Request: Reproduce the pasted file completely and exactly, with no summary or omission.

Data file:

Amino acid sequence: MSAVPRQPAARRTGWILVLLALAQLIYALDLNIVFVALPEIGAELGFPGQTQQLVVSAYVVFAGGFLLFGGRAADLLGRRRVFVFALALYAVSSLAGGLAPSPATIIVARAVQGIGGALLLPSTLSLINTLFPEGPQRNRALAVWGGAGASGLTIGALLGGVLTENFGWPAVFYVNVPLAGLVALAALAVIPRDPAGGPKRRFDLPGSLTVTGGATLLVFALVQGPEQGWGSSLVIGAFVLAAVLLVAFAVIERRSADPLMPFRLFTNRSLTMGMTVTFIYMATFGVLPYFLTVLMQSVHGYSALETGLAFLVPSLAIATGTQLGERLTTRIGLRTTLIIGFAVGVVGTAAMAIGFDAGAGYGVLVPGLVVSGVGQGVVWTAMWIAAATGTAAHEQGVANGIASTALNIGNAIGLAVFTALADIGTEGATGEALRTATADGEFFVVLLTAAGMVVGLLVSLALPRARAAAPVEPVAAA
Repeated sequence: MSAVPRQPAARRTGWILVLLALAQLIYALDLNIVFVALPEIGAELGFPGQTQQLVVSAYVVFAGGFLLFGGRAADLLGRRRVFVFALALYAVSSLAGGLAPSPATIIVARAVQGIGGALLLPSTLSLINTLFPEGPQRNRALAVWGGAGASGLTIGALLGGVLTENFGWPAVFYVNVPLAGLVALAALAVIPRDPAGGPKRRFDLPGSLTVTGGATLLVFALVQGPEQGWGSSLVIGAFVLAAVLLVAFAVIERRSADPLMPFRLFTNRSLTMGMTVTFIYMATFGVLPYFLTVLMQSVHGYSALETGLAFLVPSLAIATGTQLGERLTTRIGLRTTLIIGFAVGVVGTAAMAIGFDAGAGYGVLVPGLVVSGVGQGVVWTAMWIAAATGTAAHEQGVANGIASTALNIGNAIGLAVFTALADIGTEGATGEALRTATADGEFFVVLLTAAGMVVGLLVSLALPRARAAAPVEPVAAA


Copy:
Amino acid sequence: MSAVPRQPAARRTGWILVLLALAQLIYALDLNIVFVALPEIGAELGFPGQTQQLVVSAYVVFAGGFLLFGGRAADLLGRRRVFVFALALYAVSSLAGGLAPSPATIIVARAVQGIGGALLLPSTLSLINTLFPEGPQRNRALAVWGGAGASGLTIGALLGGVLTENFGWPAVFYVNVPLAGLVALAALAVIPRDPAGGPKRRFDLPGSLTVTGGATLLVFALVQGPEQGWGSSLVIGAFVLAAVLLVAFAVIERRSADPLMPFRLFTNRSLTMGMTVTFIYMATFGVLPYFLTVLMQSVHGYSALETGLAFLVPSLAIATGTQLGERLTTRIGLRTTLIIGFAVGVVGTAAMAIGFDAGAGYGVLVPGLVVSGVGQGVVWTAMWIAAATGTAAHEQGVANGIASTALNIGNAIGLAVFTALADIGTEGATGEALRTATADGEFFVVLLTAAGMVVGLLVSLALPRARAAAPVEPVAAA
Repeated sequence: MSAVPRQPAARRTGWILVLLALAQLIYALDLNIVFVALPEIGAELGFPGQTQQLVVSAYVVFAGGFLLFGGRAADLLGRRRVFVFALALYAVSSLAGGLAPSPATIIVARAVQGIGGALLLPSTLSLINTLFPEGPQRNRALAVWGGAGASGLTIGALLGGVLTENFGWPAVFYVNVPLAGLVALAALAVIPRDPAGGPKRRFDLPGSLTVTGGATLLVFALVQGPEQGWGSSLVIGAFVLAAVLLVAFAVIERRSADPLMPFRLFTNRSLTMGMTVTFIYMATFGVLPYFLTVLMQSVHGYSALETGLAFLVPSLAIATGTQLGERLTTRIGLRTTLIIGFAVGVVGTAAMAIGFDAGAGYGVLVPGLVVSGVGQGVVWTAMWIAAATGTAAHEQGVANGIASTALNIGNAIGLAVFTALADIGTEGATGEALRTATADGEFFVVLLTAAGMVVGLLVSLALPRARAAAPVEPVAAA